In 2022, I plan to…

New year brings a chance for new resolutions

Perris Larson, Staff Writer

“Learn from yesterday, live for today, hope for tomorrow.” -Albert Einstein

In a way, 2022 is a new season of life. A blank page where individuals have a chance to reflect on the previous year by creating resolutions. Resolutions may have the potential to create positive change, and many Seattle Pacific students hope their goals for 2022 will change their lives for the better.

For some students, pinning up a new calendar is an opportunity to dive deeper into their faith. Student life is full of chaos and stress, so it is easy to postpone setting aside time for worship and reflection when there are ‘more urgent’ deadlines to meet.

Senior communications major and Residential Advisor Raven Vick is setting a resolution for herself to not only read the Bible more, but to read the entire Bible within the year.

“I feel like I only know a few stories and want to dive deeper in my faith and have a better understanding of the word of God by myself,” said Vick.

After turning the page on a new year, sophomore business administration major Jenna Gillam also wants to commit more of her time to reading.

“My New Year resolution is to read at least 10 books for fun,” said Gillam. “One of my high school English teachers set a reading goal every year, and I’ve always wanted to do it.”

Although reading books for a class is important, it keeps students busy. They may forget how relaxing it can be to get captivated by a riveting story of their choice.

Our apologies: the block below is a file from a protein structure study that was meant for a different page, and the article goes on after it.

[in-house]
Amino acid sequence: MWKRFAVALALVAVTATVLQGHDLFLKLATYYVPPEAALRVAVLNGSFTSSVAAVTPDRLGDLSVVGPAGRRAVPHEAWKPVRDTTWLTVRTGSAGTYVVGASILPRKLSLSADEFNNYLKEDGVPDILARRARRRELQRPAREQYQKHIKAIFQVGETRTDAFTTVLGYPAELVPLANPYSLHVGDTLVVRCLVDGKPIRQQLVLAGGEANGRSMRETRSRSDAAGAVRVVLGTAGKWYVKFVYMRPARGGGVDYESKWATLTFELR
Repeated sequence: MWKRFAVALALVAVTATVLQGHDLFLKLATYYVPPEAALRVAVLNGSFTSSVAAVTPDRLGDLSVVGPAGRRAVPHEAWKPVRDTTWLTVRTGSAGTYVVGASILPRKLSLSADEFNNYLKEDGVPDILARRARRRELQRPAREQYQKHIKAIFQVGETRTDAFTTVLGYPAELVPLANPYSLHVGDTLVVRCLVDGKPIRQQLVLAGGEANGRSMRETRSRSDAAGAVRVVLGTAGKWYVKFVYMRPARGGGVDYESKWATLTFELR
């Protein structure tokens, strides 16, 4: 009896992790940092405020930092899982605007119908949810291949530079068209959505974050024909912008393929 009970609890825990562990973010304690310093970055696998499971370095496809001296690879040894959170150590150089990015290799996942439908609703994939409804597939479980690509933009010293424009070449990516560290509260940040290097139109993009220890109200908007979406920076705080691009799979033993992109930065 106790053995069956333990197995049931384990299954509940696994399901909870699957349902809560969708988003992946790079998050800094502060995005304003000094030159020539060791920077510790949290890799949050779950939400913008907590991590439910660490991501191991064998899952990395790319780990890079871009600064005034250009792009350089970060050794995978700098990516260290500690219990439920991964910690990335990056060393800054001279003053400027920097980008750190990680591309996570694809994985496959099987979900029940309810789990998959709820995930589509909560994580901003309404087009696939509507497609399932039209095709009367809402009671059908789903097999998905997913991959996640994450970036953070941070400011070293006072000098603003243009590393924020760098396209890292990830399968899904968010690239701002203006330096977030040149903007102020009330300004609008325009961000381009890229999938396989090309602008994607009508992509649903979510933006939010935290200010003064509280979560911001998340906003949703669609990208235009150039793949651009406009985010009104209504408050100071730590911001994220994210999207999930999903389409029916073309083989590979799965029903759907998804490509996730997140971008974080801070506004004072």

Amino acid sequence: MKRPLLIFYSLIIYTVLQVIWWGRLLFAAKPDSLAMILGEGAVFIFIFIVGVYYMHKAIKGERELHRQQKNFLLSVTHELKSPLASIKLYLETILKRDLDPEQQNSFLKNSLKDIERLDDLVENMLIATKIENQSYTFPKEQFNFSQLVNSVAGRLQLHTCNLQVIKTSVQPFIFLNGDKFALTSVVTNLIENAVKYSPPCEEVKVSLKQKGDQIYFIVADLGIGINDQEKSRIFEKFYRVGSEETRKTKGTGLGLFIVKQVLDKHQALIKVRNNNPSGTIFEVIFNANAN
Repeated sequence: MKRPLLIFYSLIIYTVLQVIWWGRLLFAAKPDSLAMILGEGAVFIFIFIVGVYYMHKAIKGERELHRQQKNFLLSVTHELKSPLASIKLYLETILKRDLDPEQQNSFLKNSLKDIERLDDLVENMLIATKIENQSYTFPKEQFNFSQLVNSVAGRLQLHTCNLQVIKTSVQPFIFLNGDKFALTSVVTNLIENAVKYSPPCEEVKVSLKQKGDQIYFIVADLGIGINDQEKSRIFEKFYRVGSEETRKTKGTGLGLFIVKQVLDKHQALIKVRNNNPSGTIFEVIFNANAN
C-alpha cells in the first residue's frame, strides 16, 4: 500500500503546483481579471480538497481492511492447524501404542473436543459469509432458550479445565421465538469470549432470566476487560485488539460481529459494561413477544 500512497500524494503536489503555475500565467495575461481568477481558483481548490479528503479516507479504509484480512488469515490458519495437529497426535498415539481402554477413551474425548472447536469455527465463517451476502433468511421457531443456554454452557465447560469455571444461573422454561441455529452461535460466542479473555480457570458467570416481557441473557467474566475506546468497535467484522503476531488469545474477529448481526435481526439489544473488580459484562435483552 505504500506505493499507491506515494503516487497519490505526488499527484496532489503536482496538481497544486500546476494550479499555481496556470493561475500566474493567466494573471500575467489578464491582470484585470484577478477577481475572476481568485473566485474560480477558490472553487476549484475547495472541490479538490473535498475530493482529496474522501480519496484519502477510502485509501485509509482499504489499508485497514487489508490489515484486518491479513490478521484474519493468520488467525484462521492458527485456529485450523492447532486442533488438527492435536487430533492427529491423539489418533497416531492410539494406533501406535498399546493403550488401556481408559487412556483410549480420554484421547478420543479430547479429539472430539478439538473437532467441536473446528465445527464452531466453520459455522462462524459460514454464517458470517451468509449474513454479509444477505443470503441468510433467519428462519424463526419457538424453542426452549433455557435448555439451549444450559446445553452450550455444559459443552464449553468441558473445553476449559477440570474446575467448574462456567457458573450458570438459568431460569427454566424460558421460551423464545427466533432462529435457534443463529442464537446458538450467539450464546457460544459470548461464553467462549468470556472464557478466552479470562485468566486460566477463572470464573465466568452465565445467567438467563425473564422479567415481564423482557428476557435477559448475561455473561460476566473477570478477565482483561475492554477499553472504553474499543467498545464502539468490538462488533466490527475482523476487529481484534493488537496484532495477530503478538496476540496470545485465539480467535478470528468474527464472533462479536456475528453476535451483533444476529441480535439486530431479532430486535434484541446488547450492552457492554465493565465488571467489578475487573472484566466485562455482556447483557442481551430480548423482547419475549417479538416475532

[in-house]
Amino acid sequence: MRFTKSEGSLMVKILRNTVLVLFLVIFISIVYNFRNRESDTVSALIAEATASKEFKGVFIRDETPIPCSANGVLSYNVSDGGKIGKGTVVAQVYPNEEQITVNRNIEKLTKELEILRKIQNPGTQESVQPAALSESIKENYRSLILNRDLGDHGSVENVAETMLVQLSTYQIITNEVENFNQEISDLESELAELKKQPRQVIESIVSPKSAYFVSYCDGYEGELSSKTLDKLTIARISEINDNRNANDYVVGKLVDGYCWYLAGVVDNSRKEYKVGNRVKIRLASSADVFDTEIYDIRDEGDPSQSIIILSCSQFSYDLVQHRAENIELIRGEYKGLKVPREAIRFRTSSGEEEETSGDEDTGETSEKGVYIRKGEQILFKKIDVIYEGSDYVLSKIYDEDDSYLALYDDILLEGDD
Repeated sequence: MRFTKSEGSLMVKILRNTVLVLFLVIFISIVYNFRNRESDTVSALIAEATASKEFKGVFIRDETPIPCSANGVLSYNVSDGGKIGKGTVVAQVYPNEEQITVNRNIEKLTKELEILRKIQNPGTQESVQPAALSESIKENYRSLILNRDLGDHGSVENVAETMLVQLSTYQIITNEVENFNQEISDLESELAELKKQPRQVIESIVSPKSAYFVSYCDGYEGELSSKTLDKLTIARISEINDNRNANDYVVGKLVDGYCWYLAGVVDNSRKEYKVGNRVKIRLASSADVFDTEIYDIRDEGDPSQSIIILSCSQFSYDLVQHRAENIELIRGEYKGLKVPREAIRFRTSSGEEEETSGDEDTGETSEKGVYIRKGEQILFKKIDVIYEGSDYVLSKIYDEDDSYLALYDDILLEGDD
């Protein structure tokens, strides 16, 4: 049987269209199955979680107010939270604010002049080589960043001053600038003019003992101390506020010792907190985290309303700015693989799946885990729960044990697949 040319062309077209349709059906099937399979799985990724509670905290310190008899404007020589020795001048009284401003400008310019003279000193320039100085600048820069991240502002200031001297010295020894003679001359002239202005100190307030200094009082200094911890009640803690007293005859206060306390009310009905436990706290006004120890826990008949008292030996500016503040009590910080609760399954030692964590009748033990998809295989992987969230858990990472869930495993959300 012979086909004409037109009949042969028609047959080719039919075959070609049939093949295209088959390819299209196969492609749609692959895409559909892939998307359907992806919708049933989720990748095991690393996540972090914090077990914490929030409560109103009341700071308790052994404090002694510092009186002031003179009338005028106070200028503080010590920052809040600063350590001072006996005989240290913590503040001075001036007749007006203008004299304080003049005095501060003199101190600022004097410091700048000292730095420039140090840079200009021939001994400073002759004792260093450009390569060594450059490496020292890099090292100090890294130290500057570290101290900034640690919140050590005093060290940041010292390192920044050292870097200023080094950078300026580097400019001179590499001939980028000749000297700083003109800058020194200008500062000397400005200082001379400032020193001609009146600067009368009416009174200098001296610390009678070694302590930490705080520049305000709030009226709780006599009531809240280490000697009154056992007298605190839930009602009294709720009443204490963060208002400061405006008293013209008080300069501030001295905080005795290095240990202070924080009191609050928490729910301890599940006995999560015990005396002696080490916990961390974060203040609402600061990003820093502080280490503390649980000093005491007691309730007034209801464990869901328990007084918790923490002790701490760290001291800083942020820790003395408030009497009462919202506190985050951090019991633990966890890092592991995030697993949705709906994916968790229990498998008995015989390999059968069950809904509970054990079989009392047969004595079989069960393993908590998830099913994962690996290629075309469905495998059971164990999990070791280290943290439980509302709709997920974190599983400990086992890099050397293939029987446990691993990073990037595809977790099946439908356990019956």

“Reading is one of my favorite hobbies, and since coming to college, I’ve found that I don’t have as much time to read fun books. I want to be more intentional about reading for pleasure and not just for class,” said Gillam.

Enjoying the little joys in life is also a common theme for resolutions. The tiny bits of happiness throughout the day remind people to stop and smell the roses. For her resolution, sophomore biology major Felicity Young wants to focus on the positive tidbits of daily life.

“My resolution is to rise above the little things that bother me and pay attention to the small day-to-day joys,” said Young.

Junior business administration major Victoria Thornton also wants to strive to enjoy even the smallest rays of sunshine.

“In the new year, I hope to be mindful of the little things that make life beautiful. I want to enjoy each day and each moment of my life,” said Thornton. “In a college experience framed by COVID-19, I want to intentionally seek out fun things since two years of my time in college was restricted by the pandemic.”

Each day is important. For students, the pressure of getting assignments done can be overbearing. It can be much too easy for students to forget to make time for themselves. Patricia Sydenstricker, a senior majoring in social justice and cultural studies and psychology, hopes to live a more balanced lifestyle in 2022.

“My New Year’s resolution is to be more consistent and intentional in all aspects of life. Specifically friendships, self-care, fitness and pursuing my passions,” said Sydenstricker.

A new quarter at school and the overbearing reality of a pandemic can cause people’s lives to derail. It is hard to stay focused on the details of every single day.

“In the past, I go through phases where I am really excited about something in my life for about a month and work really hard at it,” said Sydenstricker. “And then all at once, [I] fall off the train. Consistency is important to me because it will help me live a more balanced life in 2022.”

No year is perfect. There will be bumps along the way, but resolutions can encourage people to get through the pivotal moments of life. When everything seems like it is about to implode, people can step aside and remember the promises they made to themselves.

“Sometimes we’re so caught up in the things we need to get done that we forget to stop and enjoy the things that bring us joy,” said Young.